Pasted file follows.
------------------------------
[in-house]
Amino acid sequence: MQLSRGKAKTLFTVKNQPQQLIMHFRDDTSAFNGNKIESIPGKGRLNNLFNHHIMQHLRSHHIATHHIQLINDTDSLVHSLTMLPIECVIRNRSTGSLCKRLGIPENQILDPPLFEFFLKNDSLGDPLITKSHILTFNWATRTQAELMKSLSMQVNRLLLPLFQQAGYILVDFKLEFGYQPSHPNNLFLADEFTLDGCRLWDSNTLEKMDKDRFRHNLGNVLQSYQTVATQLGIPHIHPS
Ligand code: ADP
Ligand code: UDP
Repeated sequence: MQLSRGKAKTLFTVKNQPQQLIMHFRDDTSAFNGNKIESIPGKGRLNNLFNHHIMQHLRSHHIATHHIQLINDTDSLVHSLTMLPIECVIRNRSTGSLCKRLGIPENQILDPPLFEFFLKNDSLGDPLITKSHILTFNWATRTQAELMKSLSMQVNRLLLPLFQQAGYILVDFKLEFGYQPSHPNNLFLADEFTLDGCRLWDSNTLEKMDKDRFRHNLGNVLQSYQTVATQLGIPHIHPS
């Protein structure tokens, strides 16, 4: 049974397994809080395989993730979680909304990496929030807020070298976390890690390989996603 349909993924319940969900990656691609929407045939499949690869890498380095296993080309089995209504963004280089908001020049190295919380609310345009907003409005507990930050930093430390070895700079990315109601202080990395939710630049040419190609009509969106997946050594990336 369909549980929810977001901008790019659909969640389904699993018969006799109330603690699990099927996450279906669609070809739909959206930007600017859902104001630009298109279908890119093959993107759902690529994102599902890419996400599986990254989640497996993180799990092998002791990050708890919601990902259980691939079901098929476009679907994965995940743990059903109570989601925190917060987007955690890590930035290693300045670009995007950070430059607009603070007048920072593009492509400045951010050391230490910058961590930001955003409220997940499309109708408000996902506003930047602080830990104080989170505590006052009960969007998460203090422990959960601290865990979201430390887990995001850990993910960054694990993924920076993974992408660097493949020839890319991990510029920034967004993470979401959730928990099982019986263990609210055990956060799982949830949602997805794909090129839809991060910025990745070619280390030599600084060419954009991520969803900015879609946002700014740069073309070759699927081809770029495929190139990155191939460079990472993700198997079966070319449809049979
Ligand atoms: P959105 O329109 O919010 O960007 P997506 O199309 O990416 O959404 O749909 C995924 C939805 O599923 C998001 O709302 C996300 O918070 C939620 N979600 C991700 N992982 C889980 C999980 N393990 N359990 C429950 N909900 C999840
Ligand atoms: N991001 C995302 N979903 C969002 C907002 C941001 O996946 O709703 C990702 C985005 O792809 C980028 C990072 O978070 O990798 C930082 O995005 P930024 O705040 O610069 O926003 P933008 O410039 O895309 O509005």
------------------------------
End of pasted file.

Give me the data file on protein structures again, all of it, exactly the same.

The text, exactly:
[in-house]
Amino acid sequence: MQLSRGKAKTLFTVKNQPQQLIMHFRDDTSAFNGNKIESIPGKGRLNNLFNHHIMQHLRSHHIATHHIQLINDTDSLVHSLTMLPIECVIRNRSTGSLCKRLGIPENQILDPPLFEFFLKNDSLGDPLITKSHILTFNWATRTQAELMKSLSMQVNRLLLPLFQQAGYILVDFKLEFGYQPSHPNNLFLADEFTLDGCRLWDSNTLEKMDKDRFRHNLGNVLQSYQTVATQLGIPHIHPS
Ligand code: ADP
Ligand code: UDP
Repeated sequence: MQLSRGKAKTLFTVKNQPQQLIMHFRDDTSAFNGNKIESIPGKGRLNNLFNHHIMQHLRSHHIATHHIQLINDTDSLVHSLTMLPIECVIRNRSTGSLCKRLGIPENQILDPPLFEFFLKNDSLGDPLITKSHILTFNWATRTQAELMKSLSMQVNRLLLPLFQQAGYILVDFKLEFGYQPSHPNNLFLADEFTLDGCRLWDSNTLEKMDKDRFRHNLGNVLQSYQTVATQLGIPHIHPS
């Protein structure tokens, strides 16, 4: 049974397994809080395989993730979680909304990496929030807020070298976390890690390989996603 349909993924319940969900990656691609929407045939499949690869890498380095296993080309089995209504963004280089908001020049190295919380609310345009907003409005507990930050930093430390070895700079990315109601202080990395939710630049040419190609009509969106997946050594990336 369909549980929810977001901008790019659909969640389904699993018969006799109330603690699990099927996450279906669609070809739909959206930007600017859902104001630009298109279908890119093959993107759902690529994102599902890419996400599986990254989640497996993180799990092998002791990050708890919601990902259980691939079901098929476009679907994965995940743990059903109570989601925190917060987007955690890590930035290693300045670009995007950070430059607009603070007048920072593009492509400045951010050391230490910058961590930001955003409220997940499309109708408000996902506003930047602080830990104080989170505590006052009960969007998460203090422990959960601290865990979201430390887990995001850990993910960054694990993924920076993974992408660097493949020839890319991990510029920034967004993470979401959730928990099982019986263990609210055990956060799982949830949602997805794909090129839809991060910025990745070619280390030599600084060419954009991520969803900015879609946002700014740069073309070759699927081809770029495929190139990155191939460079990472993700198997079966070319449809049979
Ligand atoms: P959105 O329109 O919010 O960007 P997506 O199309 O990416 O959404 O749909 C995924 C939805 O599923 C998001 O709302 C996300 O918070 C939620 N979600 C991700 N992982 C889980 C999980 N393990 N359990 C429950 N909900 C999840
Ligand atoms: N991001 C995302 N979903 C969002 C907002 C941001 O996946 O709703 C990702 C985005 O792809 C980028 C990072 O978070 O990798 C930082 O995005 P930024 O705040 O610069 O926003 P933008 O410039 O895309 O509005």